Effective and fair officiating may be no less demanding a skill than playing or coaching the game. The sport official's role is very unique as it requires an intimate familiarity with the game, the athletes, coaches, and spectators and at the same time it demands an emotional distance from this highly charged environment. The purpose of this article is to explore the official's unique role in sport contests and to discuss her/his relations to coaches, athletes, spectators, and the game.


The Need For Officials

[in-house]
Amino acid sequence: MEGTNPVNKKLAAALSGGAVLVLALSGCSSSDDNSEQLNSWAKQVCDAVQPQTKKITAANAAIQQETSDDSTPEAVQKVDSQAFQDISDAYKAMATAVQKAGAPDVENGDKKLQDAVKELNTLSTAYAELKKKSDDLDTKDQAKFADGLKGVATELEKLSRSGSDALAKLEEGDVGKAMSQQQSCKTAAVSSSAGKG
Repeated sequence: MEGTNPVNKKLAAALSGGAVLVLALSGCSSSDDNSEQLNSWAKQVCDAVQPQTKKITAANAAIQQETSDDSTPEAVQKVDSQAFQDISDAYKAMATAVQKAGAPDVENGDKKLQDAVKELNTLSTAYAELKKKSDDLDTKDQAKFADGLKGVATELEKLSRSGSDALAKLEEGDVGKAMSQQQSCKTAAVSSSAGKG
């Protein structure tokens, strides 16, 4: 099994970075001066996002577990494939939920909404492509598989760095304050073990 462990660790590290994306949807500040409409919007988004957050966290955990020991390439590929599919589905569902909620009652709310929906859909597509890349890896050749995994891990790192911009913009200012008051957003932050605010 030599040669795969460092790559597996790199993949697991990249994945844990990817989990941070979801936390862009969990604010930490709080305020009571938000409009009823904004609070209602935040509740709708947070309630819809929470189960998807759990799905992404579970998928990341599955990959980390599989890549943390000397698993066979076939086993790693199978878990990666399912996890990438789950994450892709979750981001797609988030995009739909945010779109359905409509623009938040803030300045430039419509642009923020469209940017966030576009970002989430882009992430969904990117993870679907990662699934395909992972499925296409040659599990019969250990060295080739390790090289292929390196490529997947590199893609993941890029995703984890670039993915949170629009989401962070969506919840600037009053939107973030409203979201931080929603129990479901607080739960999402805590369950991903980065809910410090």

Are officials a necessary part of athletic competition? Why can't athletes, coaches, or parents/spectators fulfill the task of officiating? Bunn (1968) pointed out the self evident fact that the practice of self-officiating is not at all satisfactory and in many instances decidedly unfair. Athletes having to deal with maximum performance and good officiating often find themselves in a dilemma. Shall they they focus their attention on the ball and hitting it back, in tennis for example, or shall they look for the ball's placement in relation to the court's boundaries? Will the coach be willing to give up her/his coaching duties so the he/she may focus on officiating the game? Can a parent/spectator, who's child is involved in the game, be perceived as impartial by the coaches, players and spectators associated with the opposing team? Unfortunately, too often the correctness of the official's decision seems to be less relevant to the parties involved than their emotion bound perceptions. In spite all criticism, officials are widely used in an overwhelming majority of sports at a wide range of competitive levels. Martial's description of a dilemma to a friend: "Nec tecum possum vivere nec sine te" (I cannot live with you and I cannot live without you) (Appenzeller & Appenzeler, 1980, p. vii), may express many athletes', coaches' and spectators' sentiments toward the game official.